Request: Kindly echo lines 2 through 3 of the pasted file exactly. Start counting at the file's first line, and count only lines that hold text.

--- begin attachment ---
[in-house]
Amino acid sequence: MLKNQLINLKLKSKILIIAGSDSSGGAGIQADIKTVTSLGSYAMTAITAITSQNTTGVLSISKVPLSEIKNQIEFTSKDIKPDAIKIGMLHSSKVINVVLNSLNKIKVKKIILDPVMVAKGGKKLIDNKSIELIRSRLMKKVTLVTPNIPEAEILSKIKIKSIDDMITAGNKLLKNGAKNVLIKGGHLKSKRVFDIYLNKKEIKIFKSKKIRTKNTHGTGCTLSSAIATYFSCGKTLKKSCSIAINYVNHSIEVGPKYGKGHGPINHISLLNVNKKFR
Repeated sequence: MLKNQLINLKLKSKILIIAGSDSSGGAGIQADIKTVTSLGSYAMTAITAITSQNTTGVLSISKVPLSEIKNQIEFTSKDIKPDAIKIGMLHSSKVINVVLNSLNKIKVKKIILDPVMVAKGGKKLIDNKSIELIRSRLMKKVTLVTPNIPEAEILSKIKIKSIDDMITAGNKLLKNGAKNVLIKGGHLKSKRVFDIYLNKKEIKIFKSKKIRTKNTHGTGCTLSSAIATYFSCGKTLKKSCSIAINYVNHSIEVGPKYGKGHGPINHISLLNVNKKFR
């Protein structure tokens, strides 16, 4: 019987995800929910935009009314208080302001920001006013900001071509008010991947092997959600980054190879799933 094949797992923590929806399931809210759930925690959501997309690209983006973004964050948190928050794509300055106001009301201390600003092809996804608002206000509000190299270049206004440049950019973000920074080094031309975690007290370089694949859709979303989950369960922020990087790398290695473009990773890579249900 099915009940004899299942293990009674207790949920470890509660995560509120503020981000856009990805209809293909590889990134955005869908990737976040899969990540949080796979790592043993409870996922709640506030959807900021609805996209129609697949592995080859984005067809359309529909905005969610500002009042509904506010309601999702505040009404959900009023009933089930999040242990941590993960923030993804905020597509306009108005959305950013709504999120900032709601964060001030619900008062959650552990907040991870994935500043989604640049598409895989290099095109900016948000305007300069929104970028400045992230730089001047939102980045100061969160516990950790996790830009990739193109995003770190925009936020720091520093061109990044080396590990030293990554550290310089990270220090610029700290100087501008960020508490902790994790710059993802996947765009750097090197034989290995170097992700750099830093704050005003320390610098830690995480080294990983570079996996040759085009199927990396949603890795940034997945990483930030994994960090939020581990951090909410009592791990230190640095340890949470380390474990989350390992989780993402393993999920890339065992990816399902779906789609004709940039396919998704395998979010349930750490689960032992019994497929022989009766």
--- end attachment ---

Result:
Amino acid sequence: MLKNQLINLKLKSKILIIAGSDSSGGAGIQADIKTVTSLGSYAMTAITAITSQNTTGVLSISKVPLSEIKNQIEFTSKDIKPDAIKIGMLHSSKVINVVLNSLNKIKVKKIILDPVMVAKGGKKLIDNKSIELIRSRLMKKVTLVTPNIPEAEILSKIKIKSIDDMITAGNKLLKNGAKNVLIKGGHLKSKRVFDIYLNKKEIKIFKSKKIRTKNTHGTGCTLSSAIATYFSCGKTLKKSCSIAINYVNHSIEVGPKYGKGHGPINHISLLNVNKKFR
Repeated sequence: MLKNQLINLKLKSKILIIAGSDSSGGAGIQADIKTVTSLGSYAMTAITAITSQNTTGVLSISKVPLSEIKNQIEFTSKDIKPDAIKIGMLHSSKVINVVLNSLNKIKVKKIILDPVMVAKGGKKLIDNKSIELIRSRLMKKVTLVTPNIPEAEILSKIKIKSIDDMITAGNKLLKNGAKNVLIKGGHLKSKRVFDIYLNKKEIKIFKSKKIRTKNTHGTGCTLSSAIATYFSCGKTLKKSCSIAINYVNHSIEVGPKYGKGHGPINHISLLNVNKKFR